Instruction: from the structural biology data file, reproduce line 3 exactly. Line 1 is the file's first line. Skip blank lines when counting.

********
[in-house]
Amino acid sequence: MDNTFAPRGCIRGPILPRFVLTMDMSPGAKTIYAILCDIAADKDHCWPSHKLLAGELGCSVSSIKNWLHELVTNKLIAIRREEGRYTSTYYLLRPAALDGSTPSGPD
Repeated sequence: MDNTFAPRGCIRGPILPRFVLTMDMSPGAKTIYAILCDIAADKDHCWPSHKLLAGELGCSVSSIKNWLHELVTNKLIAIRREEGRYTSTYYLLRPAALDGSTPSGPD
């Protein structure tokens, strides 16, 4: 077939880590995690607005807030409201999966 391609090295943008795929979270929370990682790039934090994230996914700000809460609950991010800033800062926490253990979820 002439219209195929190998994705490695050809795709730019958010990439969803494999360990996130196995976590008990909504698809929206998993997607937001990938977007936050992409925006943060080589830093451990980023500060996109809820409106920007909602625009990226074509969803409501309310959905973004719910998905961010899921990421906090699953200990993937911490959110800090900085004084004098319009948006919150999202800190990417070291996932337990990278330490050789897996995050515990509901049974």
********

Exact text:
Repeated sequence: MDNTFAPRGCIRGPILPRFVLTMDMSPGAKTIYAILCDIAADKDHCWPSHKLLAGELGCSVSSIKNWLHELVTNKLIAIRREEGRYTSTYYLLRPAALDGSTPSGPD